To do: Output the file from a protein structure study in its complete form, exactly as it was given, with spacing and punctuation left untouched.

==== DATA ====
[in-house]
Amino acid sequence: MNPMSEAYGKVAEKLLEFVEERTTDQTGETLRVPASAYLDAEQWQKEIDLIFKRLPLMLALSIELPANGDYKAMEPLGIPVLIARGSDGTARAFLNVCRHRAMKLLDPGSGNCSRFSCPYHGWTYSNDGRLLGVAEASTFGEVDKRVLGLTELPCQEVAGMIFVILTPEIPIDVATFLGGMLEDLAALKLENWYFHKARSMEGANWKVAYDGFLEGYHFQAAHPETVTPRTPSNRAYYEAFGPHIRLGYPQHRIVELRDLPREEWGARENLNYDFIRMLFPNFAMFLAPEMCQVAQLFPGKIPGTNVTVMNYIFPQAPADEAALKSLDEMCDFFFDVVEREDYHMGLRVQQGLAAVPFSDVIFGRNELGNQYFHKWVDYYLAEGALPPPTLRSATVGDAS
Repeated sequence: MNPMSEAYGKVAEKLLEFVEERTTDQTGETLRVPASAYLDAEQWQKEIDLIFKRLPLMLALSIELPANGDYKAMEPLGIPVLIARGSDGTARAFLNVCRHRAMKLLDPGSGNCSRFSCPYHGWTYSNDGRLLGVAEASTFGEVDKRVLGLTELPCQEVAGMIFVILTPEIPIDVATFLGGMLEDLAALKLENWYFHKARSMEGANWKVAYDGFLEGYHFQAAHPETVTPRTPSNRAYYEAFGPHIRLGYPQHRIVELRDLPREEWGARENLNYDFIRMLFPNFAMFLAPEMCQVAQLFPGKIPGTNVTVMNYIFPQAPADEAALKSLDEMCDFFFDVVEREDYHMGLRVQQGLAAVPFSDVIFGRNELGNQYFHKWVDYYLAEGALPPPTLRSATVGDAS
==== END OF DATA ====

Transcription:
[in-house]
Amino acid sequence: MNPMSEAYGKVAEKLLEFVEERTTDQTGETLRVPASAYLDAEQWQKEIDLIFKRLPLMLALSIELPANGDYKAMEPLGIPVLIARGSDGTARAFLNVCRHRAMKLLDPGSGNCSRFSCPYHGWTYSNDGRLLGVAEASTFGEVDKRVLGLTELPCQEVAGMIFVILTPEIPIDVATFLGGMLEDLAALKLENWYFHKARSMEGANWKVAYDGFLEGYHFQAAHPETVTPRTPSNRAYYEAFGPHIRLGYPQHRIVELRDLPREEWGARENLNYDFIRMLFPNFAMFLAPEMCQVAQLFPGKIPGTNVTVMNYIFPQAPADEAALKSLDEMCDFFFDVVEREDYHMGLRVQQGLAAVPFSDVIFGRNELGNQYFHKWVDYYLAEGALPPPTLRSATVGDAS
Repeated sequence: MNPMSEAYGKVAEKLLEFVEERTTDQTGETLRVPASAYLDAEQWQKEIDLIFKRLPLMLALSIELPANGDYKAMEPLGIPVLIARGSDGTARAFLNVCRHRAMKLLDPGSGNCSRFSCPYHGWTYSNDGRLLGVAEASTFGEVDKRVLGLTELPCQEVAGMIFVILTPEIPIDVATFLGGMLEDLAALKLENWYFHKARSMEGANWKVAYDGFLEGYHFQAAHPETVTPRTPSNRAYYEAFGPHIRLGYPQHRIVELRDLPREEWGARENLNYDFIRMLFPNFAMFLAPEMCQVAQLFPGKIPGTNVTVMNYIFPQAPADEAALKSLDEMCDFFFDVVEREDYHMGLRVQQGLAAVPFSDVIFGRNELGNQYFHKWVDYYLAEGALPPPTLRSATVGDAS